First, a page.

Now to the second concern — why create this organization? What would it do? And how would it do it better than institutions that already exist? Important questions all. We’re not interested in creating a new organization for its own sake or to duplicate what already exists. What the concert would do is offer a way for the United States to work with other countries to address problems that neither it alone nor existing institutions have been able to address. Currently, these problems are either ignored or dealt with in an ad-hoc fashion by a temporary coalition of the willing. The concert offers another alternative, a complement to existing institutions, to try to address some of these problems.

And which problems are we talking about? Well, let’s get concrete. One would be to implement the responsibility to protect, in Darfur and other places. Another would be to impose sanctions on Iran if it continues to resist the demands of the Security Council. A third would be to interdict shipments of nuclear and other proliferation-related materials from North Korea or other proliferating countries (currently the province of an ad-hoc arrangement called the Proliferation Security Initiative). More broadly, a concert, whose members would account for the vast bulk of annual foreign assistance outlays, could get serious about poverty reduction and infectious diseases, promote democracy and human rights, and advance a vision of a better and more hopeful world in which countries view their sovereignty not just as a right to be defended but as entailing real responsibilities toward both their own citizens and the security of those in other countries .

Now, it’s possible — maybe even likely — that concert members may not agree on how to deal with any of these issues. Or even when they do that they won’t act (as might be the case in Darfur). As James Traub, Bruce Jentleson, and others argue, national interests (parochial or otherwise) often do trump common values. So while certain democracies may not agree on how or whether to address a particular issue, some of them may be able to make common cause with other non-democracies. And when that’s the case, then, by all means, let’s get the job done. As we’ve stated before, a concert of democracies must be seen as one more basis for cooperative action, not the only basis.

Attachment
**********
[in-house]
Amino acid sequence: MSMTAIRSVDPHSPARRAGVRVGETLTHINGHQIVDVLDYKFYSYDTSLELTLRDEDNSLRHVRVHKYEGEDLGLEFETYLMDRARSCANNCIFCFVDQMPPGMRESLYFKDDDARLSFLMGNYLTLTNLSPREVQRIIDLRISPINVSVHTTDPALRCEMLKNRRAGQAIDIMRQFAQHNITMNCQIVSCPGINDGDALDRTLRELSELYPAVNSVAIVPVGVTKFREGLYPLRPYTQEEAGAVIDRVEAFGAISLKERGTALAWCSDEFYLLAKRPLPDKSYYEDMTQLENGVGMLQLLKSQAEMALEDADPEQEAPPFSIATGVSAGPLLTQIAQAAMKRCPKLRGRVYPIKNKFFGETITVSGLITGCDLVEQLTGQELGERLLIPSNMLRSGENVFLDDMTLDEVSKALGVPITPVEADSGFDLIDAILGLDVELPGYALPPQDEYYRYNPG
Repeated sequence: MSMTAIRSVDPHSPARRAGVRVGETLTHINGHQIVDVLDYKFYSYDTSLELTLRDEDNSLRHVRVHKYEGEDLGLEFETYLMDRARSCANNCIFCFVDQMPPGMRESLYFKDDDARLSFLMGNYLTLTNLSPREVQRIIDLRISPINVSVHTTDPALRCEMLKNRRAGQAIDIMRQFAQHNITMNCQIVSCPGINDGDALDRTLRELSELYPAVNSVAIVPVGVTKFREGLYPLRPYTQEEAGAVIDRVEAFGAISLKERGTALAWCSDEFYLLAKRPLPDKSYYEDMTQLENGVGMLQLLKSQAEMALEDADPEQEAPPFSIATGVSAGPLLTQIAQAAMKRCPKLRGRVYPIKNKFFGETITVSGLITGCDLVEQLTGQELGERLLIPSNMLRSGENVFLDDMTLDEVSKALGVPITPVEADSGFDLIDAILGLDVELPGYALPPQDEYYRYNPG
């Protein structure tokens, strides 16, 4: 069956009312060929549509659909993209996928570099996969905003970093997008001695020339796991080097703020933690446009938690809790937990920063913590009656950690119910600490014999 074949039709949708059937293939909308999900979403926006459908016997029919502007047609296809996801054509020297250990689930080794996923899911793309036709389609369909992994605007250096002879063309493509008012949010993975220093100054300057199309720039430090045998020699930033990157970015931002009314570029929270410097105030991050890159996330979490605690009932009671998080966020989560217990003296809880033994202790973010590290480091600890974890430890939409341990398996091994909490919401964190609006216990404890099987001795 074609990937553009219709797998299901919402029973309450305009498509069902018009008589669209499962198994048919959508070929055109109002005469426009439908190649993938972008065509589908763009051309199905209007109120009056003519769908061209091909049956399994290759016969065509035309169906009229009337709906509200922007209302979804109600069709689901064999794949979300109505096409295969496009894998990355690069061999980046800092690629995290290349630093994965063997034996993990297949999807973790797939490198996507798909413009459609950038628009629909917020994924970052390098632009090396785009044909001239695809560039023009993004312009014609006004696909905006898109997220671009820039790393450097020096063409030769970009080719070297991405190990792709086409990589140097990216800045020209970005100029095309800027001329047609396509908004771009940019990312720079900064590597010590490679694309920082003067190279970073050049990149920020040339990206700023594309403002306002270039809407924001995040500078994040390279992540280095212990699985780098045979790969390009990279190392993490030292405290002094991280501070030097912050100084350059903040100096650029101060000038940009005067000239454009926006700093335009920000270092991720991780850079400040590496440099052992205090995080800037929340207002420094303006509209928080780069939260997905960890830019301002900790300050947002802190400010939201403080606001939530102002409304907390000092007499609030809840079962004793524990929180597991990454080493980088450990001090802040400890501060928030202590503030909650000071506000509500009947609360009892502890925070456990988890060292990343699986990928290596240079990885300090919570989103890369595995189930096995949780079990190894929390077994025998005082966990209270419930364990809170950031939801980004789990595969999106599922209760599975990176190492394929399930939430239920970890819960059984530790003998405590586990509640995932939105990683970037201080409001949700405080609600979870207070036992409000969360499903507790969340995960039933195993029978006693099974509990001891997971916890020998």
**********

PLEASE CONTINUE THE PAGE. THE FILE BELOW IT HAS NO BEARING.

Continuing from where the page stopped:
At the same time, we do strongly believe that democracies are more likely to act together in more instances than are larger agglomerations of nations that also include non-democratic countries. The United Nations record speaks for itself. Part of the reason we think so is common values. But another part — which Daniel Greenbaum rightly pinpoints and which Tod Lindberg underscores — has to do with the United States: America is much more likely to act in concert with other democracies to address these kind problems than it is to act in concert with non-democracies. Americans view democracies as far more able and far more legitimate partners than non-democracies, and they are therefore much more inclined to listen and even to defer to these partners than they are to non-democracies or organizations that include all sorts of countries. It’s what differentiates NATO from the United Nations.

It is this reality that should entice the world’s other democracies to take the idea of a concert seriously. The concert offers them an opportunity to influence Washington — to guide it, even to constrain it — in ways that neither ad-hoc coalitions of the willing nor the United Nations ever can. It’s this reality that should give democracies around the world plenty of reason to try and make the concert work.

Posted at TPM Café on December 15, 2006 — 8:52 AM Eastern Time